The measure would speed up the release of $1 billion from the federal abandoned mine land, or AML, fund in an effort to spur development in places hurt by a downturn in the coal industry. Those include Eastern Kentucky, where the economy has been battered by the loss of more than half the coal jobs in the region since 2011.
The idea of Rogers’ bill is to tie reclamation of abandoned mine areas to economic development. Examples could include reclaiming sites to boost forestry, agriculture or business projects.
The bill would only pay for reclamation. “Community partnerships” would carry the ball on “economic after-projects,” according to a committee memorandum on the measure.
The AML fund comes from a small fee that companies pay on each ton of coal they mine.
The money at issue in the RECLAIM bill is supposed to be paid out eventually to fix environmental damage such as water pollution and landslides from mining that happened before 1977, but the bill would push it out much more quickly.
Supporters say that’s a benefit because communities need the money now, as they work to diversify their economies.
The effort to tie reclamation spending to economic development also differs from the traditional use of AML money, in which work is prioritized based on the threat sites pose to public health and safety.
Ha Quinn, president of the National Mining Association, sent a letter to members of Congress last week urging them to vote against the measure.
Quinn said the association does not oppose the ostensible purpose of the proposal — promoting economic revitalization in coal communities. Quinn, though, said the bill does not fix longstanding flaws in the AML program, and would perpetuate practices under which most of the money companies have paid has been diverted from the main purpose of the program.
The problem is that a lot of AML money has been spent on projects that may be worthy, but don’t address clean-up of abandoned coal mines, said NMA spokesman Luke Popovich.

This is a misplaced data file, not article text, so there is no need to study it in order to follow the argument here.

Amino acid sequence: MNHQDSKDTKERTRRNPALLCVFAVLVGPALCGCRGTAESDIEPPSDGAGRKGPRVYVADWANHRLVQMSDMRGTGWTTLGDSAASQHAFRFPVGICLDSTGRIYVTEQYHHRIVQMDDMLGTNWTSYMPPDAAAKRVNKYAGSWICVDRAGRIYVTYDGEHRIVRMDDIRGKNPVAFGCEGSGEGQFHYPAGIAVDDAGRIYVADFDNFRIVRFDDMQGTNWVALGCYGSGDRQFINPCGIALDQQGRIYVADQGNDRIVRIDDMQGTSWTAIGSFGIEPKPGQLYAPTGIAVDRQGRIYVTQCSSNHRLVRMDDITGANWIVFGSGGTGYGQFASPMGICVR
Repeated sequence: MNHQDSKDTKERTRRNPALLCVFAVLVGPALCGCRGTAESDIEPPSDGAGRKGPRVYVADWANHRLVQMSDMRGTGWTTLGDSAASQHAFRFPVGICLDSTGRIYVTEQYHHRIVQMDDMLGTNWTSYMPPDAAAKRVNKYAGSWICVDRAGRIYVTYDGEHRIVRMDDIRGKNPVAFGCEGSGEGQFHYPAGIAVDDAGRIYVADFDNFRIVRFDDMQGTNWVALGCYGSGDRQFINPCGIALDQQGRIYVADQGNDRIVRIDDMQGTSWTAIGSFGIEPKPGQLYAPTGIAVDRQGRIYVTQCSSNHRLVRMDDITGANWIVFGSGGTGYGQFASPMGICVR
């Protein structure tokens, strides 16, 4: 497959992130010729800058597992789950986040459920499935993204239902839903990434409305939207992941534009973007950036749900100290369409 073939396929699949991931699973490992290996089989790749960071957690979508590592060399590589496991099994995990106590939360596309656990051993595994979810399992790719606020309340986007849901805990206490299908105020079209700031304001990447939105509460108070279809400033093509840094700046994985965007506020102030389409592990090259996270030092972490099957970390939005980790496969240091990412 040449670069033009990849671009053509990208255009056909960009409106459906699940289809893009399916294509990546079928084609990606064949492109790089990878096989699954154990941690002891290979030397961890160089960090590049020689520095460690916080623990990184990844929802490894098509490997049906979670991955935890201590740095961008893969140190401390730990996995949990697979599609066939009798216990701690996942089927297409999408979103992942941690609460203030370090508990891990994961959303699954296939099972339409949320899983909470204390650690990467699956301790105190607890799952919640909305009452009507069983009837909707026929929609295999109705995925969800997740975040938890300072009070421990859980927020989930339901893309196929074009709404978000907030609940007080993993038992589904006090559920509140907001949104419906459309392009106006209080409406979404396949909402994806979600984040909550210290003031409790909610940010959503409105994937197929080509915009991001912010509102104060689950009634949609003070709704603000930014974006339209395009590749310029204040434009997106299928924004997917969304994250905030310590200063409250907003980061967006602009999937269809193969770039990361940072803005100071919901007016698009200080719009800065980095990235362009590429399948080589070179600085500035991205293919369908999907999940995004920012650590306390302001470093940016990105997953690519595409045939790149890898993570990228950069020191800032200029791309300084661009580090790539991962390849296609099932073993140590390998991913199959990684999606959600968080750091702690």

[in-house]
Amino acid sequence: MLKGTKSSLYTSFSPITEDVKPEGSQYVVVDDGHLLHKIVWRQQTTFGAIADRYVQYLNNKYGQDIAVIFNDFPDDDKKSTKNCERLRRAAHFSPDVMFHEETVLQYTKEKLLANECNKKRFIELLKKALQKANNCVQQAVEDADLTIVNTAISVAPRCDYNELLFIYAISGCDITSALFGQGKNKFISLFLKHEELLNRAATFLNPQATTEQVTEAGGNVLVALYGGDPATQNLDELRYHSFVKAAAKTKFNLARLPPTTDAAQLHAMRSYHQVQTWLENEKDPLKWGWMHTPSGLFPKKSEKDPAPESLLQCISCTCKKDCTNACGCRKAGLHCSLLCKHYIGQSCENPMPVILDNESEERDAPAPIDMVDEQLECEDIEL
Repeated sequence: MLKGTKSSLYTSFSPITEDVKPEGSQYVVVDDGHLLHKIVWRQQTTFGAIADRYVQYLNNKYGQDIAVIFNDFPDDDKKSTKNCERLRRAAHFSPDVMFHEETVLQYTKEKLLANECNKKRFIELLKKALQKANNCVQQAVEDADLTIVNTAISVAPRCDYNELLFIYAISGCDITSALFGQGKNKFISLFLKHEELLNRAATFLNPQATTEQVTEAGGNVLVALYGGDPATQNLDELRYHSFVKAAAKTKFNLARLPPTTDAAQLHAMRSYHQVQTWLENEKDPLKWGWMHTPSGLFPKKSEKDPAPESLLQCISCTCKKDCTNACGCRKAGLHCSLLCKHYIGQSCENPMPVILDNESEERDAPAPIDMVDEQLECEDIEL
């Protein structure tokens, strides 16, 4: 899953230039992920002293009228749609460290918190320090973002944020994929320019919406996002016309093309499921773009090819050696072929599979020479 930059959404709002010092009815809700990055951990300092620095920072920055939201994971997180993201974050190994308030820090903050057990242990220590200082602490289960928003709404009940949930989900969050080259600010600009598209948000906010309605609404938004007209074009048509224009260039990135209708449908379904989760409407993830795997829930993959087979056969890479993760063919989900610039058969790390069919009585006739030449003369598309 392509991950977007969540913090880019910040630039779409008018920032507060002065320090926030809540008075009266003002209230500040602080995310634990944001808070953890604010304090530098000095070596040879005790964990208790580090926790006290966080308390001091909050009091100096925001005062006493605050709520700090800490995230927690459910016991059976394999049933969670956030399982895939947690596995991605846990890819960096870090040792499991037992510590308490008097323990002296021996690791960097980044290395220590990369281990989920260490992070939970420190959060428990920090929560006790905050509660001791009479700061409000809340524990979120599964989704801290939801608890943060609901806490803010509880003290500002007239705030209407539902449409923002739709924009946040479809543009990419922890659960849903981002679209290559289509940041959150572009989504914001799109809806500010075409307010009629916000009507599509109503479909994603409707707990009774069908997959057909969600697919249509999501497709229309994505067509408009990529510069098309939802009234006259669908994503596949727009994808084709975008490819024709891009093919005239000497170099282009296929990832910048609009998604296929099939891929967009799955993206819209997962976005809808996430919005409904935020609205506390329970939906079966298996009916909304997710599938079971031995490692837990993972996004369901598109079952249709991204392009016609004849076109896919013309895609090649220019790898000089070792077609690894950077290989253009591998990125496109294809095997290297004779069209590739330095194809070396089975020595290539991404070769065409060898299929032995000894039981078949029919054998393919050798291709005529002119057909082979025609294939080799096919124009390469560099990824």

The bill would provide AML money to states with no demonstration that the money could be used quickly for reclamation, and would allow 30 percent or more of the money to be used on sites that don’t pose as great a threat to health or safety, Quinn said.
Rogers, who represents Kentucky’s eastern coalfield, said in a statement that he is disheartened by the NMA’s push against the bill.
Rogers said the bill had been “delicately constructed” with input from members of both parties and coal states in the Eastern and Western U.S., which have different needs.
“The RECLAIM Act is a groundbreaking bill that will finally fast-track available AML funding that has been idle for decades to spur job creation and reclamation where it’s needed most,” Rogers said. “A vote in favor of the RECLAIM Act is a vote to rescue coal country — and it’s the right thing to do.”
Tyler White, president of the the Kentucky Coal Association, said that if the AML fund can afford to release $1 billion, Congress should reduce or end the fees paid by coal companies. That matches the thinking of NMA.
But the state coal association, while a member of NMA, recognizes the reality that Eastern Kentucky needs help, he said.
“The economic situation in Eastern KY is dire and it would be difficult for KCA to advocate against any economic assistance for this part of KY,” White said in an email.
A coalition of more than 40 national or regional environmental and citizens’ groups signed a letter urging the committee to approve Rogers’ bill, saying it would help struggling coal communities without requiring taxpayer money or an increase in AML fees.
“We cannot wait any longer to get this $1 billion out of Washington and to states to clean up mines and catalyze economic opportunities in struggling communities,” the letter said.
The groups want a change in the bill, however.
The bill would only require an economic-development tie-in on abandoned mine lands classified as Priority 3, meaning they involve environmental degradation but pose less of a threat. Most abandoned mine sites in the country are classified as Priority 1 or 2, according to committee memo on the bill.
The measure would allow a development link in reclamation of the higher-priority sites, but not mandate it.
That creates a concern for some that much of the money released under the bill could be spent for projects that are worthwhile, but wouldn’t advance economic development.
The groups urged the committee to approve an amendment by Rep. Don Beyer, D-Virginia.
The change would make sure economic development and public collaboration were central to the bill, but allow states flexibility to clean up high-priority abandoned mines without having to satisfy the development rule where it would not be practical, said Eric Dixon, who works at the Applachian Citizens’ Law Center in Whitesburg and has studied the AML program.
The change is necessary for the bill to boost development as much as possible, the groups said in their letter to the committee.
The Kentucky groups that signed the letter were the Appalachian Citizens’ Law Center; Kentuckians for the Commonwealth; the Kentucky Resources Council; and the Mountain Association for Community and Economic Development.